# SELECT Statement: The GROUP BY Clause in SQL

• Print
This chapter is from the book

## 10.3 Grouping on Two or More Columns

A GROUP BY clause can contain two or more columns—or, in other words, a grouping can consist of two or more columns. The next two examples illustrate this topic.

Example 10.6: For the MATCHES table, get all the different combinations of team numbers and player numbers.

```SELECT   TEAMNO, PLAYERNO
FROM     MATCHES
GROUP BY TEAMNO, PLAYERNO```

The result is grouped not on one column, but on two. All rows with the same team number and the same player number form a group.

The intermediate result from the GROUP BY clause is:

```TEAMNO PLAYERNO  MATCHNO    WON        LOST
------ --------  ---------  ---------  ---------
1         2  {6}        {1}        {3}
1         6  {1, 2, 3}  {3, 2, 3}  {1, 3, 0}
1         8  {8}        {0}        {3}
1        44  {4}        {3}        {2}
1        57  {7}        {3}        {0}
1        83  {5}        {0}        {3}
2         8  {13}       {0}        {3}
2        27  {9}        {3}        {2}
2       104  {10}       {3}        {2}
2       112  {11, 12}   {2, 1}     {3, 3}```

The end result is:

```TEAMNO PLAYERNO
------ --------
1        2
1        6
1        8
1       44
1       57
1       83
2        8
2       27
2      104
2      112```

The sequence of the columns in the GROUP BY clause has no effect on the end result of a statement. The following statement, therefore, is equivalent to the previous one:

```SELECT   TEAMNO, PLAYERNO
FROM     MATCHES
GROUP BY PLAYERNO, TEAMNO```

As an example, let us add some aggregation functions to the previous SELECT statement:

```SELECT   TEAMNO, PLAYERNO, SUM(WON),
COUNT(*), MIN(LOST)
FROM     MATCHES
GROUP BY TEAMNO, PLAYERNO```

The result is:

```TEAMNO  PLAYERNO  SUM(WON)  COUNT(*)  MIN(LOST)
------  --------  --------  --------  ---------
1         2         1         1          3
1         6         8         3          0
1         8         0         1          3
1        44         3         1          2
1        57         3         1          0
1        83         0         1          3
2         8         0         1          3
2        27         3         1          2
2       104         3         1          2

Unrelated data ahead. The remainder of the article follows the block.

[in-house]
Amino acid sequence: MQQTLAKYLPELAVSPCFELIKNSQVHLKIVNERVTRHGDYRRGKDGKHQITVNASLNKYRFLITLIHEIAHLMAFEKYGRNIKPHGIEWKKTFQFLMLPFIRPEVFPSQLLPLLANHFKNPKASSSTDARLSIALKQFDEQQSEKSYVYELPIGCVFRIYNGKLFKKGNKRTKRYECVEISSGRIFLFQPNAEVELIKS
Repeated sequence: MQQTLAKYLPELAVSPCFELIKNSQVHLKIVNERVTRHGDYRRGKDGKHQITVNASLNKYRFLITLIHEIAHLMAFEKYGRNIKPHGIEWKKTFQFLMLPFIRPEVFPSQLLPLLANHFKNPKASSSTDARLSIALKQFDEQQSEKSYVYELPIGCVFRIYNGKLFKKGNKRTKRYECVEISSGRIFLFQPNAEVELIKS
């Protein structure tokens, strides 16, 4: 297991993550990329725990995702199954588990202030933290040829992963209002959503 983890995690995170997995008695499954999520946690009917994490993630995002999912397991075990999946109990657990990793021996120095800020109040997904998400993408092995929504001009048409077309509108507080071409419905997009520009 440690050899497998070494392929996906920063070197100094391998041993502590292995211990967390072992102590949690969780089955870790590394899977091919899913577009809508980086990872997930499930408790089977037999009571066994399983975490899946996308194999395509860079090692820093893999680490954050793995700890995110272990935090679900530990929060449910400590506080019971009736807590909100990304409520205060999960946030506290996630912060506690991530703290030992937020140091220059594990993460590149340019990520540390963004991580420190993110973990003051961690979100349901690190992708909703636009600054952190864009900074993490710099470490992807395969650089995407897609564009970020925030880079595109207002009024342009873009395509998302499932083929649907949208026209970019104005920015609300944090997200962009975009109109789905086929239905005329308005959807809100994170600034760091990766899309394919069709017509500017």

2       112         3         2          3```

In this example, the grouping is equal to [TEAMNO, PLAYERNO], and the aggregation level of the result is the combination of team number and player number. This aggregation level is lower than that of a statement in which the grouping is equal to [TEAMNO] or [TOWN].

Example 10.7: For each player who has ever incurred at least one penalty, get the player number, name, and total amount of penalties incurred.

```SELECT   P.PLAYERNO, NAME, SUM(AMOUNT)
FROM     PLAYERS AS P INNER JOIN PENALTIES AS PEN
ON P.PLAYERNO = PEN.PLAYERNO
GROUP BY P.PLAYERNO, NAME```

The result is:

```P.PLAYERNO  NAME        SUM(AMOUNT)
----------  ---------   -----------
6  Parmenter        100.00
8  Newcastle         25.00
27  Collins          175.00
44  Baker            130.00
104  Moorman           50.00```

Explanation: This example also has a grouping consisting of two columns. The statement would have given the same result if the PEN.PLAYERNO column had also been added to the grouping. Work this out by yourself.

Exercise 10.5: For each combination of won-lost sets in the MATCHES table, get the number of matches won.

Exercise 10.6: Group the matches on town of player and division of team, and get the sum of the number of sets won for each combination of town-division.

Exercise 10.7: For each player who lives in Inglewood, get the name, initials, and number of penalties incurred by him or her.

Exercise 10.8: For each team, get the team number, division, and total number of sets won.